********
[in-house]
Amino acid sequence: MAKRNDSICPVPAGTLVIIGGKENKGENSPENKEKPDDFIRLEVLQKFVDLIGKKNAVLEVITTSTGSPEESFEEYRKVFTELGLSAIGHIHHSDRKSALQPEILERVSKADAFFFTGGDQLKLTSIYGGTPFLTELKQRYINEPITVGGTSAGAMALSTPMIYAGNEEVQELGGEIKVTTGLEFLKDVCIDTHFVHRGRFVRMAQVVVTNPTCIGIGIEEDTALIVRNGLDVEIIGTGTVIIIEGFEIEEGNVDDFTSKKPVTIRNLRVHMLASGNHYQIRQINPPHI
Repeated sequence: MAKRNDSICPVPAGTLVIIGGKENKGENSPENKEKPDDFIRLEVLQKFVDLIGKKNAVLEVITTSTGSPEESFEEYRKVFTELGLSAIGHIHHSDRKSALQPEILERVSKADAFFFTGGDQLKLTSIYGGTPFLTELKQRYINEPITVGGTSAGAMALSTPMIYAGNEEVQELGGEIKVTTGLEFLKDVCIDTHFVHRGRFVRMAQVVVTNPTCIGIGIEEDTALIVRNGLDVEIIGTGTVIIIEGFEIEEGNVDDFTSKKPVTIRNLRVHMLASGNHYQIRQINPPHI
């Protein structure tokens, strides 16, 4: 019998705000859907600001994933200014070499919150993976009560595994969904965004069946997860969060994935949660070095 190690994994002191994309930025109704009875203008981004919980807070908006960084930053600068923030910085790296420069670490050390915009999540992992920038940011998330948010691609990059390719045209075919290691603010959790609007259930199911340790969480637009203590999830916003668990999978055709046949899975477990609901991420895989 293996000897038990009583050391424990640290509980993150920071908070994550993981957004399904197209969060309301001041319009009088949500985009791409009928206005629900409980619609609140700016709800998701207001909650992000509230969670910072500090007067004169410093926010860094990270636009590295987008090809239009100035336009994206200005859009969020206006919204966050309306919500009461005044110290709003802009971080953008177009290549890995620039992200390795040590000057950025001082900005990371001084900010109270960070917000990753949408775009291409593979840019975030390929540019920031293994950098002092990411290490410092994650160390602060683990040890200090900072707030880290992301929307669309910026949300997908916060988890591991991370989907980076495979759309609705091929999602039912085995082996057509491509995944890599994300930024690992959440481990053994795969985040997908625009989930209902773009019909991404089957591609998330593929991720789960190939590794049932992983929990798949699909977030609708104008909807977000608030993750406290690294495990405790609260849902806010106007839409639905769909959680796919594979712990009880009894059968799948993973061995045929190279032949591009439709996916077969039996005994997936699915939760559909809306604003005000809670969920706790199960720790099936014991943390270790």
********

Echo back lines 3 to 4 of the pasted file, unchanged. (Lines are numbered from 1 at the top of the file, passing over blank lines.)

Repeated sequence: MAKRNDSICPVPAGTLVIIGGKENKGENSPENKEKPDDFIRLEVLQKFVDLIGKKNAVLEVITTSTGSPEESFEEYRKVFTELGLSAIGHIHHSDRKSALQPEILERVSKADAFFFTGGDQLKLTSIYGGTPFLTELKQRYINEPITVGGTSAGAMALSTPMIYAGNEEVQELGGEIKVTTGLEFLKDVCIDTHFVHRGRFVRMAQVVVTNPTCIGIGIEEDTALIVRNGLDVEIIGTGTVIIIEGFEIEEGNVDDFTSKKPVTIRNLRVHMLASGNHYQIRQINPPHI
């Protein structure tokens, strides 16, 4: 019998705000859907600001994933200014070499919150993976009560595994969904965004069946997860969060994935949660070095 190690994994002191994309930025109704009875203008981004919980807070908006960084930053600068923030910085790296420069670490050390915009999540992992920038940011998330948010691609990059390719045209075919290691603010959790609007259930199911340790969480637009203590999830916003668990999978055709046949899975477990609901991420895989 293996000897038990009583050391424990640290509980993150920071908070994550993981957004399904197209969060309301001041319009009088949500985009791409009928206005629900409980619609609140700016709800998701207001909650992000509230969670910072500090007067004169410093926010860094990270636009590295987008090809239009100035336009994206200005859009969020206006919204966050309306919500009461005044110290709003802009971080953008177009290549890995620039992200390795040590000057950025001082900005990371001084900010109270960070917000990753949408775009291409593979840019975030390929540019920031293994950098002092990411290490410092994650160390602060683990040890200090900072707030880290992301929307669309910026949300997908916060988890591991991370989907980076495979759309609705091929999602039912085995082996057509491509995944890599994300930024690992959440481990053994795969985040997908625009989930209902773009019909991404089957591609998330593929991720789960190939590794049932992983929990798949699909977030609708104008909807977000608030993750406290690294495990405790609260849902806010106007839409639905769909959680796919594979712990009880009894059968799948993973061995045929190279032949591009439709996916077969039996005994997936699915939760559909809306604003005000809670969920706790199960720790099936014991943390270790």